Happy Saturday! I am back with thoughts on chapters 3 and 4 from our book study Teaching Student-Centered Mathematics by Van de Walle, Lovin, Karp, and Bay-Williams.
Chapter 3: Assessing Student Learning
In this chapter the focus is on assessment. According to Principles and Standards for School Mathematics (NCTM, 2000) assessment should:
1) enhance children's learning
2) be a valuable tool for making instructional decisions
The authors really stressed throughout this chapter that assessment is not separate from instruction and that children should be informed partners in understanding their progress in learning and how to enhance their growth.
Two major categories of assessment:
1) summative-a cumulative evaluation with a single score (i.e. end of unit test)
The author compared summative assessment to that of a digital snapshot of a single moment.
2) formative- a point in time of understanding, to reassess, or to attempt to identify children's naive understanding and misconceptions and the information is used to provide feedback and make decisions on the next instructional steps
The author compared formative assessment to that of a streaming video...moving pictures demonstrating a child's active thinking and reasoning.
This really painted a clear picture in my head and helped solidify the difference and importance of each!
As we all know, observation is a huge part of the younger grades. While I was reading this chapter I realized just how much I relied on observations to teach me about my students' learning. The author suggested three ways to record observations.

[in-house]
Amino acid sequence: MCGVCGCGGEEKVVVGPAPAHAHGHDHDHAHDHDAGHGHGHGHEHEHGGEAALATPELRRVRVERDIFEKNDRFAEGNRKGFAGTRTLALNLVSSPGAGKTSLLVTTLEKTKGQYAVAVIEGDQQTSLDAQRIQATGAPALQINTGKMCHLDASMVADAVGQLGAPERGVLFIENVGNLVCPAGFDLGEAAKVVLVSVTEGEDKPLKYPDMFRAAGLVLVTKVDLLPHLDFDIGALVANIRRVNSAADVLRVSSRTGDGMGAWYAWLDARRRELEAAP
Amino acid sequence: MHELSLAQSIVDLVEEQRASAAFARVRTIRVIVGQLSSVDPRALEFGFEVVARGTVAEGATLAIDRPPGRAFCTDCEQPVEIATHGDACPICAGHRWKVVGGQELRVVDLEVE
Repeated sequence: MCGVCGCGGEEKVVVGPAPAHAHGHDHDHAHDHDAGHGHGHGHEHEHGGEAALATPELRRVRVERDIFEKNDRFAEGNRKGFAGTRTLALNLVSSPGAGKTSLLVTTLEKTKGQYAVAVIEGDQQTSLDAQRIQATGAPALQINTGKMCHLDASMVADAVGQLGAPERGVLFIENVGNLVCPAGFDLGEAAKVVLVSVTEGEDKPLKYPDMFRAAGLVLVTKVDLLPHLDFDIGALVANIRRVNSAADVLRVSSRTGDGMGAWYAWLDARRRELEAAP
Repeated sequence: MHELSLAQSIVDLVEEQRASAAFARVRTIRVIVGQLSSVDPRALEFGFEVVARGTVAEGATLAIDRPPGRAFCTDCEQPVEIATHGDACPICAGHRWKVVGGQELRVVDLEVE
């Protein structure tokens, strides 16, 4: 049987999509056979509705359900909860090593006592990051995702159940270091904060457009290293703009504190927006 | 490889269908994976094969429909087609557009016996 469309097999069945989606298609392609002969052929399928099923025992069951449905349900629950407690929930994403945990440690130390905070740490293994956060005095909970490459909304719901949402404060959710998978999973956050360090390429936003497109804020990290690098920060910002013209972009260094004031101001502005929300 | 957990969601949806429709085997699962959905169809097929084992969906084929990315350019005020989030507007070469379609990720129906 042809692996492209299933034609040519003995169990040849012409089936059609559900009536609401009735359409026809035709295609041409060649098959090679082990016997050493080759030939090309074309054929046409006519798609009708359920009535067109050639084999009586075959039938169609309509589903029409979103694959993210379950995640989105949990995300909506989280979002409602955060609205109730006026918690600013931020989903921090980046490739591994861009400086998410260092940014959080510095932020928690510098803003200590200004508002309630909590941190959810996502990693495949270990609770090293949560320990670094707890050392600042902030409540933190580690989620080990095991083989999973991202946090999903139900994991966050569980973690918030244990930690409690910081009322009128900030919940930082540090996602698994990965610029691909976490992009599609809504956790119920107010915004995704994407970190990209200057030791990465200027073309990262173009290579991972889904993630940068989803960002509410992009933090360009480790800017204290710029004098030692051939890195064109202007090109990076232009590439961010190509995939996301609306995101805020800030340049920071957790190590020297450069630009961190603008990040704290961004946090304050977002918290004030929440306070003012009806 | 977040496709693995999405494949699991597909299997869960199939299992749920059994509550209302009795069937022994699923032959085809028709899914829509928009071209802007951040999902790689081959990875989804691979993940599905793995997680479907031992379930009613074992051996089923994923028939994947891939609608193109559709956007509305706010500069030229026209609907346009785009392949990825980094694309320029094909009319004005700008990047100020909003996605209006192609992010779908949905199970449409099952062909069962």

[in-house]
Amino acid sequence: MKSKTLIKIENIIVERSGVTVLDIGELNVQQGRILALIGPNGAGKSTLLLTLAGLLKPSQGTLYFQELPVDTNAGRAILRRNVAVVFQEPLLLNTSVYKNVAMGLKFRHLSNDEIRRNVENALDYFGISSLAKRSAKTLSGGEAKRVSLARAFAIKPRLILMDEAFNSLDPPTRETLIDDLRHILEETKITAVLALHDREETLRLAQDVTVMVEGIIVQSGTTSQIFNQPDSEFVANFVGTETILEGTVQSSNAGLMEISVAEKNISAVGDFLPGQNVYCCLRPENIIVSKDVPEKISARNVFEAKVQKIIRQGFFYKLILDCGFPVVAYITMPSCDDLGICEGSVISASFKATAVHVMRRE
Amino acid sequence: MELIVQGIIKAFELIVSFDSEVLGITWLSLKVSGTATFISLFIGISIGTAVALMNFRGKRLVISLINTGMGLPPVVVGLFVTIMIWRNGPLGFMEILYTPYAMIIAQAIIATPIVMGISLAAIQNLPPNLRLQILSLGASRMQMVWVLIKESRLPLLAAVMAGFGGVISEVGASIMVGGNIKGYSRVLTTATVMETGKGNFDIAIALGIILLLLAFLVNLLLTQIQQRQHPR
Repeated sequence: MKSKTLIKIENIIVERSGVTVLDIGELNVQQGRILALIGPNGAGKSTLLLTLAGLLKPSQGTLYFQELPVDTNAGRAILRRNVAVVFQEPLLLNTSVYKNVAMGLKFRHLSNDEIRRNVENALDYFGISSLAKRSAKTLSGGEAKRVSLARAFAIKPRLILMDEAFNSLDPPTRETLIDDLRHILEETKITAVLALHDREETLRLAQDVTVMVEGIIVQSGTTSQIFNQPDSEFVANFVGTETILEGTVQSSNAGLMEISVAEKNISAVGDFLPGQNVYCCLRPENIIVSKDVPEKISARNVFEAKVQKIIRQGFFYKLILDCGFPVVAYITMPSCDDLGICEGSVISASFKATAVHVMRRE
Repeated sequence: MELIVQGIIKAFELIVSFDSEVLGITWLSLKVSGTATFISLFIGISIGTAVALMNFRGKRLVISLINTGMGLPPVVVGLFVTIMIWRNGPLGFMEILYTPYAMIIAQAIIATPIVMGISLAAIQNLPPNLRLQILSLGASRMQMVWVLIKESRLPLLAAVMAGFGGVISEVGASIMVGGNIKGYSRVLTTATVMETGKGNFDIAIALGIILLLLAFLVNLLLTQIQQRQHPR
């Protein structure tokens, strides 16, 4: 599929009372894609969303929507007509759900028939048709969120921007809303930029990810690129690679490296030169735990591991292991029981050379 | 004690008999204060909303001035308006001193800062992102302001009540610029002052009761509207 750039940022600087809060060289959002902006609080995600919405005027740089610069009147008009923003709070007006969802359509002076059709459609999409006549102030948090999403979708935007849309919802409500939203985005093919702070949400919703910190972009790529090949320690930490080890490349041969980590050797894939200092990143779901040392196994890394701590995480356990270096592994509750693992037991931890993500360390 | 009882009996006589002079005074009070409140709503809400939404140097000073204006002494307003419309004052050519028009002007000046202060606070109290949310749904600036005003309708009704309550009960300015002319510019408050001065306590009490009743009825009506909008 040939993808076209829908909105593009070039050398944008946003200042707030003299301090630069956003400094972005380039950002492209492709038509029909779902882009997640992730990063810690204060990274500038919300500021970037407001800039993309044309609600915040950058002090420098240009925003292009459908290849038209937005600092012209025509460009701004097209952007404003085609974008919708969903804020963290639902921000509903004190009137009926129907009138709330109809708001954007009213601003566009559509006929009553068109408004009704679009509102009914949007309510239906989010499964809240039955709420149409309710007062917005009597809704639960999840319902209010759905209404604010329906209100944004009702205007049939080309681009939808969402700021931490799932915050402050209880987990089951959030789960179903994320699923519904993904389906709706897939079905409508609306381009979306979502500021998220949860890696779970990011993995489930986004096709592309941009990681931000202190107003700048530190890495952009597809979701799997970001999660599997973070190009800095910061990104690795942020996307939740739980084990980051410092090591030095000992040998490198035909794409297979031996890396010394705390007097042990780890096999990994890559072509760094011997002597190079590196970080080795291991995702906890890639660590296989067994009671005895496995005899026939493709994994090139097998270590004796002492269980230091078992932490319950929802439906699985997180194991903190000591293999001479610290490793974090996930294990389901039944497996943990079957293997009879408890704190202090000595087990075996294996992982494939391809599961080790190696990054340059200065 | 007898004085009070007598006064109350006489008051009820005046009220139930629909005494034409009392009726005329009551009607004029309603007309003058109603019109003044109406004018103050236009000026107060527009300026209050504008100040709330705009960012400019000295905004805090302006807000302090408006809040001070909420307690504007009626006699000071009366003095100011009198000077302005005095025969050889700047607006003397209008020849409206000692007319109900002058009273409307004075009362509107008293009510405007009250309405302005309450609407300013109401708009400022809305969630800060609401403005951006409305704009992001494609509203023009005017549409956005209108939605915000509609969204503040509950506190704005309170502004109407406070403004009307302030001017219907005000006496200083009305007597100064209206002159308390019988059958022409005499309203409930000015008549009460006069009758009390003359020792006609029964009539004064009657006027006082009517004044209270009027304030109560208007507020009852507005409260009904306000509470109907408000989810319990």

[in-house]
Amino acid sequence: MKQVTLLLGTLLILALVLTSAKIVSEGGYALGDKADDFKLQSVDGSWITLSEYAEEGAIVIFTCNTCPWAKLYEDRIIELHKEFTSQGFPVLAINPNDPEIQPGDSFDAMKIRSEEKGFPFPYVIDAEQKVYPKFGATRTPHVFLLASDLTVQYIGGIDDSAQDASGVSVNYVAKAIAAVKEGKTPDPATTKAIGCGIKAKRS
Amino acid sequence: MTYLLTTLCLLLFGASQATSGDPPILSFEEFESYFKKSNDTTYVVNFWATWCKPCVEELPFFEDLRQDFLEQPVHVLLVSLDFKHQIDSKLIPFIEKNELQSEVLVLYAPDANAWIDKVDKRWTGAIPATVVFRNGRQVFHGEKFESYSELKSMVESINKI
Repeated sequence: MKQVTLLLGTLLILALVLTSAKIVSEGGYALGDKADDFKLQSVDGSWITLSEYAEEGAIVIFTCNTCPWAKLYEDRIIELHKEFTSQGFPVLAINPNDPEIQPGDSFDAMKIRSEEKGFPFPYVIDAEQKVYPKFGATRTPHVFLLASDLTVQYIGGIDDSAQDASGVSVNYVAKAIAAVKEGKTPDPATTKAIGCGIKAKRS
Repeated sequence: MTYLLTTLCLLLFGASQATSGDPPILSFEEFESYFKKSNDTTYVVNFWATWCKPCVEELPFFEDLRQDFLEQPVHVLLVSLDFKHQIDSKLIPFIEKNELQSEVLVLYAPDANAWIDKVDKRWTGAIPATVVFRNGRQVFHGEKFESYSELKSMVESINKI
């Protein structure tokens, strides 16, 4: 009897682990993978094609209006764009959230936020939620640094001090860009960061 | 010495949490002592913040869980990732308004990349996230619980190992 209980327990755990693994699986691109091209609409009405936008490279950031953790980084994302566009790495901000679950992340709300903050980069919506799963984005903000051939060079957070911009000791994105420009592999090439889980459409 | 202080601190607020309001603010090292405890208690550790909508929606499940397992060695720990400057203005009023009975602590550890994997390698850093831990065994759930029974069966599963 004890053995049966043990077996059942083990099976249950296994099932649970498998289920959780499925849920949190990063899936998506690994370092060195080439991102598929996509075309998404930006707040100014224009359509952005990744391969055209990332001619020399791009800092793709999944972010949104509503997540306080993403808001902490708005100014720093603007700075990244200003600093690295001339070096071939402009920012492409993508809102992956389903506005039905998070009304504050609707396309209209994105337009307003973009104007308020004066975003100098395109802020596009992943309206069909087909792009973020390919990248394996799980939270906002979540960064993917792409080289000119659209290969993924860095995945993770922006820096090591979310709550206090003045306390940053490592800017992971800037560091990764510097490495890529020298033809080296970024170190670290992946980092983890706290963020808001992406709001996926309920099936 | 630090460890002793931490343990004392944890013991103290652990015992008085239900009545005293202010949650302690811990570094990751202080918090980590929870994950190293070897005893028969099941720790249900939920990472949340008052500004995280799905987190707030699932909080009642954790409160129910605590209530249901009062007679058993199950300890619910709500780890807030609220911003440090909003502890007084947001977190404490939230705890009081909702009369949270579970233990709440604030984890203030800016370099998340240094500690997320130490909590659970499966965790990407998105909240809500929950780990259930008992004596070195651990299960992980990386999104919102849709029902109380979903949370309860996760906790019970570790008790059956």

Tasks were another great way to assess students. Tasks can come in a variety of forms and are most beneficial when they allow the students to explain their thinking and represent their understanding in multiple ways.
The end of the chapter focused on rubrics and how both teachers and students benefit from their use in the classroom. A rubric is a great way for students to see what is expected of them (their level of performance) on any given task. It is not just a grade, but a valuable communication tool that provides feedback on their learning.
Chapter 4: Differentiating Instruction
This chapter focused on differentiating instruction. The author describes differentiation as an instructional approach that requires a shift from focusing on the "middle-of-the-road" child to attending to all children. The author also states that differentiation does not require a teacher to create individualized lessons for each and every child in the classroom.
Differentiation requires emphasizing 3 basic ideas:
1)Planning lessons around meaningful content, grounded in authenticity
2) Recognizing each child's readiness, interest, and approach to learning
3) Connecting content and learners by modifying content, process, product, and the learning environment
The author gave detailed examples of differentiation. As teachers we need to think about a few things before we differentiate. Below are things to consider so we can best meet the needs of our students!
-Do we know our students? What are they interested in? How do they best learn? What is their current knowledge/understanding?
-Do we know what we will differentiate so they can best learn? Should we modify content, process, product, or learning environment?
-Do we know how we will differentiate? Will we use parallel tasks, open questions, learning centers, tiered instructions, small flexible groups?
After reading this chapter I thought back to my own classroom and where I could improve in differentiation. I think I am going to try to incorporate more open questions in my instruction. I just need to remember that open questions can be as easy as giving an answer and asking for the problem, replacing a number in a given problem with a blank or question mark, offering two situations or examples and ask for similarities or differences, and creating a question in which children have to make choices. I think at times I made things too difficult for myself trying to make everything so different. I like the idea of parallel tasks only being changing the numbers in a problem to meet the needs of the various levels of my students. I am sure as the new school year approaches I will have this book close in hand!!
See you Sunday for chapters 5 and 6!!